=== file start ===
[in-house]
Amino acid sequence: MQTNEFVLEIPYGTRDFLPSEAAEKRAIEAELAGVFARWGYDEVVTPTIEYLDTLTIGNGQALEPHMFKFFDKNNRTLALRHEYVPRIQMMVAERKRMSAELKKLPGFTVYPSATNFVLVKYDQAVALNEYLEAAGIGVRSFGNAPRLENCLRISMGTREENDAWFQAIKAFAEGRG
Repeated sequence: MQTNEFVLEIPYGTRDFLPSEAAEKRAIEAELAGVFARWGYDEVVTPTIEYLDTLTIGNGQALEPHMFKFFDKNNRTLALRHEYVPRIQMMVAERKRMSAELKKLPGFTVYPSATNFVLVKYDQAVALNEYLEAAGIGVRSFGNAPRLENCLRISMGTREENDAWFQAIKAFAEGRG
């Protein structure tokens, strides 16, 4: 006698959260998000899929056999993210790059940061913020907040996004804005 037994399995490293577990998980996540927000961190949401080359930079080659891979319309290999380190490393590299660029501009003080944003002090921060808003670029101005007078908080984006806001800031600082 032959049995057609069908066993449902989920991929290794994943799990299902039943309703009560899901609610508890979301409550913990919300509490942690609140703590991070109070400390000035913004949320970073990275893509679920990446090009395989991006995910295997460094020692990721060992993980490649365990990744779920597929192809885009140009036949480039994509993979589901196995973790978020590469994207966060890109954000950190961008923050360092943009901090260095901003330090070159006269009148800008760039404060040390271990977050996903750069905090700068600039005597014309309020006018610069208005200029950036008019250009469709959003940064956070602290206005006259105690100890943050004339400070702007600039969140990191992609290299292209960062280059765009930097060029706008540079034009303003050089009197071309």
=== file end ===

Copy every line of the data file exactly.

[in-house]
Amino acid sequence: MQTNEFVLEIPYGTRDFLPSEAAEKRAIEAELAGVFARWGYDEVVTPTIEYLDTLTIGNGQALEPHMFKFFDKNNRTLALRHEYVPRIQMMVAERKRMSAELKKLPGFTVYPSATNFVLVKYDQAVALNEYLEAAGIGVRSFGNAPRLENCLRISMGTREENDAWFQAIKAFAEGRG
Repeated sequence: MQTNEFVLEIPYGTRDFLPSEAAEKRAIEAELAGVFARWGYDEVVTPTIEYLDTLTIGNGQALEPHMFKFFDKNNRTLALRHEYVPRIQMMVAERKRMSAELKKLPGFTVYPSATNFVLVKYDQAVALNEYLEAAGIGVRSFGNAPRLENCLRISMGTREENDAWFQAIKAFAEGRG
């Protein structure tokens, strides 16, 4: 006698959260998000899929056999993210790059940061913020907040996004804005 037994399995490293577990998980996540927000961190949401080359930079080659891979319309290999380190490393590299660029501009003080944003002090921060808003670029101005007078908080984006806001800031600082 032959049995057609069908066993449902989920991929290794994943799990299902039943309703009560899901609610508890979301409550913990919300509490942690609140703590991070109070400390000035913004949320970073990275893509679920990446090009395989991006995910295997460094020692990721060992993980490649365990990744779920597929192809885009140009036949480039994509993979589901196995973790978020590469994207966060890109954000950190961008923050360092943009901090260095901003330090070159006269009148800008760039404060040390271990977050996903750069905090700068600039005597014309309020006018610069208005200029950036008019250009469709959003940064956070602290206005006259105690100890943050004339400070702007600039969140990191992609290299292209960062280059765009930097060029706008540079034009303003050089009197071309």